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Simultaneous Expression of Abiotic Stress-Responsive Genes: An Approach to Improve Multiple Stress Tolerance in Crops

Chapter

Abstract

Survival and productivity of crop plants under different stress scenarios are critical for sustainable crop production. Crop improvement towards achieving higher yield potentials under multiple stresses requires targeted breeding of crop varieties that can withstand different levels of abiotic and biotic stresses and still produce a reliable yield. In addition to this, many candidate genes have been validated for studying their role in enhancing tolerance levels in crops. Transgenic development with targeted stress tolerance trait manipulation can be a viable approach for attaining multiple stress tolerance. By this method, multilevel stress tolerance can be achieved by either manipulating candidate regulatory genes which can govern the functionality of a range of downstream genes or by adopting multigene stacking approach to pyramid genes in a same genetic background. The careful selection of genes linked to specific traits is the key to achieve marginal increase in productivity under multiple stresses. Diverse genes associated with various cellular tolerance mechanisms act in a concerted manner to impart varying degrees of stress tolerance. It will be highly rewarding if we examine different pathway-linked genes active in the stress scenario under scrutiny. Targeted genetic manipulation to enhance cellular tolerance under stress will be more economically viable if we combine multiple trait regulatory genes by using modern biotechnological tools. The different strategies employed, advantages of simultaneous expression of trait regulatory genes and the resultant crop adaptive mechanisms that are emerging in the recent years are discussed in this chapter.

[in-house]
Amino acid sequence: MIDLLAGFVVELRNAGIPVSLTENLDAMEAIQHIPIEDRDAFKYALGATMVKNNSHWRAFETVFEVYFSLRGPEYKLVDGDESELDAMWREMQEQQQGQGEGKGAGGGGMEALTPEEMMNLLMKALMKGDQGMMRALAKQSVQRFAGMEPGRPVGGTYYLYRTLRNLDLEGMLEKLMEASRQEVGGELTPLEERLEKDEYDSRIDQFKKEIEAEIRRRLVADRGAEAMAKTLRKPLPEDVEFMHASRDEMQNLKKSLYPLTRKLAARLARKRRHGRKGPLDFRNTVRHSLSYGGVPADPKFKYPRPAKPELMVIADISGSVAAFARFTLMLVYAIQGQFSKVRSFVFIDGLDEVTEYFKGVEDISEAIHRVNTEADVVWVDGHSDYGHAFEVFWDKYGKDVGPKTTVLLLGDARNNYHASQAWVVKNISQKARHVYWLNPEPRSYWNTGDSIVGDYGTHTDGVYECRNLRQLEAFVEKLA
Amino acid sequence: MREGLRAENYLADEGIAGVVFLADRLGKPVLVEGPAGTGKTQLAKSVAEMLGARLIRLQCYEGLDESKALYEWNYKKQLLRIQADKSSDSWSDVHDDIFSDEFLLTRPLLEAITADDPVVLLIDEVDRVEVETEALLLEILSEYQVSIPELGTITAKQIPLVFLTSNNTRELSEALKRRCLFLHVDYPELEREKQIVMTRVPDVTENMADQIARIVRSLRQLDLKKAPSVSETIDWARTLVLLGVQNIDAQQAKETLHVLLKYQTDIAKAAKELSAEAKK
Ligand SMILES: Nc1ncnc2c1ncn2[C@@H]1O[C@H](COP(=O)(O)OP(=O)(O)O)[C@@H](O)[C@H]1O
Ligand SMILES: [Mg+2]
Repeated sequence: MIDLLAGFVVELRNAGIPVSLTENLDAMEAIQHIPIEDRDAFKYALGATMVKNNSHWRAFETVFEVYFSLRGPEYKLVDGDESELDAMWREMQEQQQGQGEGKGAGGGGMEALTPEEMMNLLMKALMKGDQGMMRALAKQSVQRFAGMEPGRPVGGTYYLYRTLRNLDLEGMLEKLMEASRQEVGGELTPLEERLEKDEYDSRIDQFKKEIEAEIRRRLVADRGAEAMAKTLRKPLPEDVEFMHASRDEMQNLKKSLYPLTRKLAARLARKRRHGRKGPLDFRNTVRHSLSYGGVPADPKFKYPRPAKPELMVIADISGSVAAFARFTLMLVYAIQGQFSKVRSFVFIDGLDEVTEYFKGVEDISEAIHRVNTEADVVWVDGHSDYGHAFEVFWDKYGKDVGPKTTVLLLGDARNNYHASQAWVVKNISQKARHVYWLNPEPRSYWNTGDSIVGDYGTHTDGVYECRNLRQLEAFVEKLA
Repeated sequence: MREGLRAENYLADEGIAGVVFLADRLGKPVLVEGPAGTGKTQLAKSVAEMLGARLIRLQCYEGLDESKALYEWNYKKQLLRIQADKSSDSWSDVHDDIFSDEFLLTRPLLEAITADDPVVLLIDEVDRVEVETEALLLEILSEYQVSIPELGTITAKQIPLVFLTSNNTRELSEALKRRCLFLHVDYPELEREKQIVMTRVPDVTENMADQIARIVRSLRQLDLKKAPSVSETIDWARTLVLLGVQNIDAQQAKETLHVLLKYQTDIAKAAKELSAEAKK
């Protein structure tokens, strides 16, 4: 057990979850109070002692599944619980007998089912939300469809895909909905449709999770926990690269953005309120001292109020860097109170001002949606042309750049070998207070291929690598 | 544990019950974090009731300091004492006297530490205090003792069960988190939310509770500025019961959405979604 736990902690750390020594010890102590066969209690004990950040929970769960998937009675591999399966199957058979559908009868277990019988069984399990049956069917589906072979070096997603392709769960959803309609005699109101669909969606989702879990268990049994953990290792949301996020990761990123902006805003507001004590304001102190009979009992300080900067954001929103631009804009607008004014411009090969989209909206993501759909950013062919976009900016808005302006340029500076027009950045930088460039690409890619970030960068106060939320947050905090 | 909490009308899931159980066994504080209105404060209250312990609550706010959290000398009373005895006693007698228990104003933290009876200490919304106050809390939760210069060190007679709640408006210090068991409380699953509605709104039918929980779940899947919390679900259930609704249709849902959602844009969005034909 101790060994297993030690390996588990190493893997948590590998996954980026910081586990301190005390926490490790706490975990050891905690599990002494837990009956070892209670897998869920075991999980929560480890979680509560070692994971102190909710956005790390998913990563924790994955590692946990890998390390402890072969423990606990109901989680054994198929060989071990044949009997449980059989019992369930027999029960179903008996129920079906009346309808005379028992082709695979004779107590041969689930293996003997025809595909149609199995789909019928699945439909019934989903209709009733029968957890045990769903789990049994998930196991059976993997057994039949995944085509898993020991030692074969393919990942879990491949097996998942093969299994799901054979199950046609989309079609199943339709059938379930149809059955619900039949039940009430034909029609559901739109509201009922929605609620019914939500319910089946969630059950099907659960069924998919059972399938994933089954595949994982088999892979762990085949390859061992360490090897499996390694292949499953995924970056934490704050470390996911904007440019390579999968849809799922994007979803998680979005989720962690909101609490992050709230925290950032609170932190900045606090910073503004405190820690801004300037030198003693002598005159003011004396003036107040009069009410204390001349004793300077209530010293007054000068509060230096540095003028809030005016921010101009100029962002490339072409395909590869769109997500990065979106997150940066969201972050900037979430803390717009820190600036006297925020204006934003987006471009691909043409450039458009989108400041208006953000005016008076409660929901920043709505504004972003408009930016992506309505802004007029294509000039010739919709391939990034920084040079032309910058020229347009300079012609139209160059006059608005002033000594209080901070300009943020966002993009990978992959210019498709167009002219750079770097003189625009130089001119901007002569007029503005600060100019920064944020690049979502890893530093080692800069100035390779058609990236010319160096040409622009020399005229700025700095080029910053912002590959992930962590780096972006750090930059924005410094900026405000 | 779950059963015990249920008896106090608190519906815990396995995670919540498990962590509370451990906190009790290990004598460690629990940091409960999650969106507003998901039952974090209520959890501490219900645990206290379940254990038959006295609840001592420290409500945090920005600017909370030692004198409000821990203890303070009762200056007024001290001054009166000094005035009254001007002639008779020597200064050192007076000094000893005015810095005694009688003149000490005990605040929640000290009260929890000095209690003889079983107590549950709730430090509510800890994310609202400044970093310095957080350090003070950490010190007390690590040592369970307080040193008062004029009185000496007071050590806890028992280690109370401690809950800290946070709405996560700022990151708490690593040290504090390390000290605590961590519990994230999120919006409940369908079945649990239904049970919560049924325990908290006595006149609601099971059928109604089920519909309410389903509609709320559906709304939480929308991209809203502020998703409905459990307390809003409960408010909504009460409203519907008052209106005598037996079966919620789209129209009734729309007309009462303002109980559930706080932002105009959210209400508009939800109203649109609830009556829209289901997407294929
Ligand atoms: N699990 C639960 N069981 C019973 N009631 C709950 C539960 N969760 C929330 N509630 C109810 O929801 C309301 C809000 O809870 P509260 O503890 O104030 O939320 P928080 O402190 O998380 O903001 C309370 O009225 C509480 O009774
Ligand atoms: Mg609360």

Keywords

Abiotic stress Co-expression Traits Multiple stress tolerance 

Notes

Acknowledgement

This work is partly supported by the Department of Biotechnology and the Indian Council of Agricultural Research, Government of India, New Delhi. PMS would like to thank University Grants Commission, New Delhi, for providing research fellowship.

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© Springer (India) Pvt. Ltd. 2017

Authors and Affiliations

  1. 1.Plant Molecular Biology Laboratory, Department of Crop PhysiologyUniversity of Agricultural SciencesBengaluruIndia

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